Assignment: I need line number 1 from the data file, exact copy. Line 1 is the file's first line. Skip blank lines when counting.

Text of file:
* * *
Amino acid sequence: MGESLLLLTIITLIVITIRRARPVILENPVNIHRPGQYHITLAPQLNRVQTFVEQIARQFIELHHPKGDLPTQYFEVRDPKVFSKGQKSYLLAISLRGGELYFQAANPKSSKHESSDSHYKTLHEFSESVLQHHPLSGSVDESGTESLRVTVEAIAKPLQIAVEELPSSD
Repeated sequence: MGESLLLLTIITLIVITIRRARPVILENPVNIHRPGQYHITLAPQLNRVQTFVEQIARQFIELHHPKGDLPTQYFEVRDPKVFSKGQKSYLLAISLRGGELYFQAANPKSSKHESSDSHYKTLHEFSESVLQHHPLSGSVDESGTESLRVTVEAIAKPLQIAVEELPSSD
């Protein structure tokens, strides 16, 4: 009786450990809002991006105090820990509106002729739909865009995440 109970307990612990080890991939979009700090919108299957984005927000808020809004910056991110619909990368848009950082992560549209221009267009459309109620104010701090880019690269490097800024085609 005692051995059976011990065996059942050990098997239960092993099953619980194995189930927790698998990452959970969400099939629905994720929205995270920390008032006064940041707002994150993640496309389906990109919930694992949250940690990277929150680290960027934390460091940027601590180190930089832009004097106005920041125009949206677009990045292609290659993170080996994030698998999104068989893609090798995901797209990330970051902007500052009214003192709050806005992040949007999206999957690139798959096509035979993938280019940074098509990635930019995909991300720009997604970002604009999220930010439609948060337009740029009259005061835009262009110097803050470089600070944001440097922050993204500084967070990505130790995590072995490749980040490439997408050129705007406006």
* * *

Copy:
Amino acid sequence: MGESLLLLTIITLIVITIRRARPVILENPVNIHRPGQYHITLAPQLNRVQTFVEQIARQFIELHHPKGDLPTQYFEVRDPKVFSKGQKSYLLAISLRGGELYFQAANPKSSKHESSDSHYKTLHEFSESVLQHHPLSGSVDESGTESLRVTVEAIAKPLQIAVEELPSSD